HomeAnimalsHumans Love Dogs More Than Other People, According to Study
Humans Love Dogs More Than Other People, According to Study
Nov 3, 2017
Do you ever find it more upsetting to see a dog die in a movie than a person? If so, you're not alone, according to a study completed by Northeastern University. We really do love dogs, and sometimes we have more empathy for them than we do for fellow humans. It doesn't necessarily make us bad people. We see dogs as innocent, poor and defenseless creatures, and it makes us upset whenever something bad happens to them. Are you a dog person?
Two studies. The first study was done by a UK-based medical research charity. Two fake campaigns were organized -- one to raise money for a man in peril, and one to raise money for a dog, also in dire circumstances.
The results. Based on the contributions made to the campaigns, people donated much more money to the dog's fund than the human's. So, does that mean we're more affected by suffering dogs than suffering people? It might.
The Northeastern Study. The Northeastern study consisted of having subjects read news articles about bad things happening to puppies, dogs, babies and adults. As it turns out, we do care about babies, but we don't care about adults as much as puppies and dogs.
Empathy. We empathize more with dogs than we do other people. Why? Because we view dogs as inherently good, loving creatures.
The urge to protect. We see dogs as innocent and defenseless. We want to protect them.
It's not that we don't care about other people. We absolutely DO care about other people, and the studies do not suggest otherwise. The disparity can be better explained by the fact that we see other adults as being better equipped to defend themselves than babies, dogs or puppies.
Members of the family. Dogs are more than just pets to many of us. They're members of the family and we love their companionship.
What about cats? Neither study addressed the topic of cats. However, other studies have shown that campaigns designed to benefit cats and kittens have raised more money than campaigns raising money for people.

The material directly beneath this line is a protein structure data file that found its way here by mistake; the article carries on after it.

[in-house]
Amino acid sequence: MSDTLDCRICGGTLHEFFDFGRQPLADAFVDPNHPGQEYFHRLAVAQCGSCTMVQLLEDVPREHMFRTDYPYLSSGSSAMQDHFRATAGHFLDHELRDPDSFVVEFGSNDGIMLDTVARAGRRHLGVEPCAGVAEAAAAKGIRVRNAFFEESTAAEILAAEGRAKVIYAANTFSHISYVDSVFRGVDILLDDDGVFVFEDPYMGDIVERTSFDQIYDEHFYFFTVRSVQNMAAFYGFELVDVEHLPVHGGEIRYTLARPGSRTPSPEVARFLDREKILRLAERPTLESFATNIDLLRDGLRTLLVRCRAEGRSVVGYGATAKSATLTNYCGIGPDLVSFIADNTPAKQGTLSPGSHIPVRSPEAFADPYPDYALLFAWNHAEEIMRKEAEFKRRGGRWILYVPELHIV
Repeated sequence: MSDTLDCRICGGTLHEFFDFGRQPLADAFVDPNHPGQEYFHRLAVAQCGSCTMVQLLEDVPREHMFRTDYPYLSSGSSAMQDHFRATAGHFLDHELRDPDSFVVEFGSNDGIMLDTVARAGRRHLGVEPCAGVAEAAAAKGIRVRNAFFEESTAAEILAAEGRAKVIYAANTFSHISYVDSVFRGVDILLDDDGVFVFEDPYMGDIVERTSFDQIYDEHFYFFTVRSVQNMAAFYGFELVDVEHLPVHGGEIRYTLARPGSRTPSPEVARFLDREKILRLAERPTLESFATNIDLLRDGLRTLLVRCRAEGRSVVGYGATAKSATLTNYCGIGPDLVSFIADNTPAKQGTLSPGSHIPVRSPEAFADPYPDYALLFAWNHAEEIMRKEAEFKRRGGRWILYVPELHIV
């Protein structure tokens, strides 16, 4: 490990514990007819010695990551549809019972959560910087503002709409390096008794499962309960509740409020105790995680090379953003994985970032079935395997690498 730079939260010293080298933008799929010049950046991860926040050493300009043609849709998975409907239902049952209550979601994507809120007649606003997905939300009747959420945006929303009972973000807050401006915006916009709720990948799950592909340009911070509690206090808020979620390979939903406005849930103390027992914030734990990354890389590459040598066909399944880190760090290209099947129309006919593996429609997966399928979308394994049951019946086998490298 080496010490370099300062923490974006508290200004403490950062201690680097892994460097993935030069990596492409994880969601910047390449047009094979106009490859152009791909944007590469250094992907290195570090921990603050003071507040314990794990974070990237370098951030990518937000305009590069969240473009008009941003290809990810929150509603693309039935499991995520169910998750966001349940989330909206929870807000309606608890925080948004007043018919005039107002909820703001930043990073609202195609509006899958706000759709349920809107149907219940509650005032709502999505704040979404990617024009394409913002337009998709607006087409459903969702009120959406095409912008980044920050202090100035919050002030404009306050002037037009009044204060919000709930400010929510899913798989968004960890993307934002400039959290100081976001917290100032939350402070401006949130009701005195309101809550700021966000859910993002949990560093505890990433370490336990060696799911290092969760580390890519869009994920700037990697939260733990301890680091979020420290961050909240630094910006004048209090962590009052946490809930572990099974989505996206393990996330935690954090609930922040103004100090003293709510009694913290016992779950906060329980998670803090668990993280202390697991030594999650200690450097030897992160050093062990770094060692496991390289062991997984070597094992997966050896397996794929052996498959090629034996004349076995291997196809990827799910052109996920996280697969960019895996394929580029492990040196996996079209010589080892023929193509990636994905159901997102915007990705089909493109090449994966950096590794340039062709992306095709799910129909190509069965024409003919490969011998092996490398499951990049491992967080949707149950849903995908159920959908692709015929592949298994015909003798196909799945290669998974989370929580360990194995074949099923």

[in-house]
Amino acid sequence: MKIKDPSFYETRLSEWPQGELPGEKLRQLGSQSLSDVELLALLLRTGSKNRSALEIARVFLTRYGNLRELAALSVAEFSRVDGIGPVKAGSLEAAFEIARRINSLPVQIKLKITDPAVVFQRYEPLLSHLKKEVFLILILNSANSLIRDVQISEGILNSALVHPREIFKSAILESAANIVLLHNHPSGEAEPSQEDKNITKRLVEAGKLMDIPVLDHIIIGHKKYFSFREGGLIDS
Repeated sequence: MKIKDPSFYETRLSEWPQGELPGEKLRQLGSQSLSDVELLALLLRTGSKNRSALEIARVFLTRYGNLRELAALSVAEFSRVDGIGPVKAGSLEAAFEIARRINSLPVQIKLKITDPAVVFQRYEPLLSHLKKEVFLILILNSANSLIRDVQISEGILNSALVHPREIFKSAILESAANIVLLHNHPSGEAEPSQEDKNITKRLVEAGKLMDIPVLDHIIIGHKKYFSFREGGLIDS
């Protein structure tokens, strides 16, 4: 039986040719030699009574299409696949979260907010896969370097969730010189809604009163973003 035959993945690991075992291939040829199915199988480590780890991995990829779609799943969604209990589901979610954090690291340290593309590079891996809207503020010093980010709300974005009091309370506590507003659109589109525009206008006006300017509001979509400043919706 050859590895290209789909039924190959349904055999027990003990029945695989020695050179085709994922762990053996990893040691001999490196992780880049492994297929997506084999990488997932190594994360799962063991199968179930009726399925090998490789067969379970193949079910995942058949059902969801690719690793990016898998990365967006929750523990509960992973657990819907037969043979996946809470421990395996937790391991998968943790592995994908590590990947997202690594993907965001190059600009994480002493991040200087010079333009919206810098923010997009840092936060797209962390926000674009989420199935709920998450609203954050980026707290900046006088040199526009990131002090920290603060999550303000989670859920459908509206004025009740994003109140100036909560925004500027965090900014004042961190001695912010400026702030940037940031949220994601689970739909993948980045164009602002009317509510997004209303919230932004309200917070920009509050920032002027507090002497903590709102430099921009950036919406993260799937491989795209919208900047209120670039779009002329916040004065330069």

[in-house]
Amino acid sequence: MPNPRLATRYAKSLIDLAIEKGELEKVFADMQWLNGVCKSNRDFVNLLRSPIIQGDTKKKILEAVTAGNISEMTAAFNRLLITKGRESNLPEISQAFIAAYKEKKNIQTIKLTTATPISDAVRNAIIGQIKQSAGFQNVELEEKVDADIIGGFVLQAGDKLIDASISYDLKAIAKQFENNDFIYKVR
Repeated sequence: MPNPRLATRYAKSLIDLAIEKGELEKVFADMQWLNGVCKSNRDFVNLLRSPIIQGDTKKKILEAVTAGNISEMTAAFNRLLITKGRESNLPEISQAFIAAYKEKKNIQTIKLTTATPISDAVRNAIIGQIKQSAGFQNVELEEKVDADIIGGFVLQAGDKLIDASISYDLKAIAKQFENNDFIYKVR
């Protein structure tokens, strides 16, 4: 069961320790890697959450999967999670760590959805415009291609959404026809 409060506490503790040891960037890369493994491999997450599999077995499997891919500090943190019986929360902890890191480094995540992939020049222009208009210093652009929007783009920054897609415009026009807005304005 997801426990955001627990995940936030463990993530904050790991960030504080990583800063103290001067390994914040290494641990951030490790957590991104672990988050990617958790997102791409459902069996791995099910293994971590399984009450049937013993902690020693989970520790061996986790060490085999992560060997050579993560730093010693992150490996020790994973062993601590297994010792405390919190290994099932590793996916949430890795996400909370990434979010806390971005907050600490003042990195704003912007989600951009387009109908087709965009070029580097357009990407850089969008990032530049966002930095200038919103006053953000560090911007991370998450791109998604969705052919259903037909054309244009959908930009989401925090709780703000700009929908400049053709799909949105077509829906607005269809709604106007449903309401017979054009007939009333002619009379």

Why we love dogs. Owning a dog can be good for us. The simple act of petting a dog can reduce stress.
Heart health. Yes, dog ownership has been proven to be good for your health. It can even reduce blood pressure.
Having a dog in the house can boost your immune system. Dogs are covered in germs, and believe it or not--that's a good thing. Dogs expose us to a wide variety of germs and actually help us to boost our immune systems, and we wind up getting sick less often than people without dogs.
Allergies. Similarly, owning a dog can help you battle allergies. Children who grow up in households with dogs are less likely to battle allergies as adults.
You'll get more exercise. Dog ownership and exercise go hand in hand. Owning a dog means taking walks, something which we may not necessarily make time for were it not for our four-legged friends.
Dogs make you happier. Dogs can help you fight depression. Hanging out with a pet helps your brain to release oxytocin, which makes you feel good.
You'll be less stressed at work. More and more companies are encouraging employees to bring their dogs to work. It makes for a happier, less stressed environment.